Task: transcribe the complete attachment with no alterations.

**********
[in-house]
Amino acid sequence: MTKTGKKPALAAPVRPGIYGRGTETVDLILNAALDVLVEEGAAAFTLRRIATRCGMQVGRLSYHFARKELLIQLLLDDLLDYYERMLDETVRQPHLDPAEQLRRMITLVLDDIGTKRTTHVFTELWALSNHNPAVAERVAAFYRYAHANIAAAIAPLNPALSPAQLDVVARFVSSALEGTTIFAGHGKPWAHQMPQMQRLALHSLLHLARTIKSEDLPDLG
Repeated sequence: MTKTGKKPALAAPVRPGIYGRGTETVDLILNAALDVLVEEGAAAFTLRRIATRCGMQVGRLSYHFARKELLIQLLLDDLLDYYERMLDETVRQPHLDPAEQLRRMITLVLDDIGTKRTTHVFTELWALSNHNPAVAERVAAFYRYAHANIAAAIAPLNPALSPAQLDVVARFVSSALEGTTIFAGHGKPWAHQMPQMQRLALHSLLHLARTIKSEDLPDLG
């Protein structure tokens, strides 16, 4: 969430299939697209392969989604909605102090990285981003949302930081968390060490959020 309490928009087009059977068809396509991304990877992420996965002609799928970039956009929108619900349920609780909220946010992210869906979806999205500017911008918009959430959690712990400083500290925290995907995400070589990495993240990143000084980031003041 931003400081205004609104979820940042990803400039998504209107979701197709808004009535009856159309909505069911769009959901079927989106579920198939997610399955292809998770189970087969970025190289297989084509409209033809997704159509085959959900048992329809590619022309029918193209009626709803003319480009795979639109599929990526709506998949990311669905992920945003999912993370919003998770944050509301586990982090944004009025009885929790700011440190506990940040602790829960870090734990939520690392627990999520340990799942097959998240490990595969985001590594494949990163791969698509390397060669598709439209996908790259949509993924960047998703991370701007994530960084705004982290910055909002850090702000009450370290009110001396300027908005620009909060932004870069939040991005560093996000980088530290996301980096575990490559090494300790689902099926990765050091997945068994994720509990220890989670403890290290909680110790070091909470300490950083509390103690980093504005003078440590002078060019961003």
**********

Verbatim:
[in-house]
Amino acid sequence: MTKTGKKPALAAPVRPGIYGRGTETVDLILNAALDVLVEEGAAAFTLRRIATRCGMQVGRLSYHFARKELLIQLLLDDLLDYYERMLDETVRQPHLDPAEQLRRMITLVLDDIGTKRTTHVFTELWALSNHNPAVAERVAAFYRYAHANIAAAIAPLNPALSPAQLDVVARFVSSALEGTTIFAGHGKPWAHQMPQMQRLALHSLLHLARTIKSEDLPDLG
Repeated sequence: MTKTGKKPALAAPVRPGIYGRGTETVDLILNAALDVLVEEGAAAFTLRRIATRCGMQVGRLSYHFARKELLIQLLLDDLLDYYERMLDETVRQPHLDPAEQLRRMITLVLDDIGTKRTTHVFTELWALSNHNPAVAERVAAFYRYAHANIAAAIAPLNPALSPAQLDVVARFVSSALEGTTIFAGHGKPWAHQMPQMQRLALHSLLHLARTIKSEDLPDLG
């Protein structure tokens, strides 16, 4: 969430299939697209392969989604909605102090990285981003949302930081968390060490959020 309490928009087009059977068809396509991304990877992420996965002609799928970039956009929108619900349920609780909220946010992210869906979806999205500017911008918009959430959690712990400083500290925290995907995400070589990495993240990143000084980031003041 931003400081205004609104979820940042990803400039998504209107979701197709808004009535009856159309909505069911769009959901079927989106579920198939997610399955292809998770189970087969970025190289297989084509409209033809997704159509085959959900048992329809590619022309029918193209009626709803003319480009795979639109599929990526709506998949990311669905992920945003999912993370919003998770944050509301586990982090944004009025009885929790700011440190506990940040602790829960870090734990939520690392627990999520340990799942097959998240490990595969985001590594494949990163791969698509390397060669598709439209996908790259949509993924960047998703991370701007994530960084705004982290910055909002850090702000009450370290009110001396300027908005620009909060932004870069939040991005560093996000980088530290996301980096575990490559090494300790689902099926990765050091997945068994994720509990220890989670403890290290909680110790070091909470300490950083509390103690980093504005003078440590002078060019961003």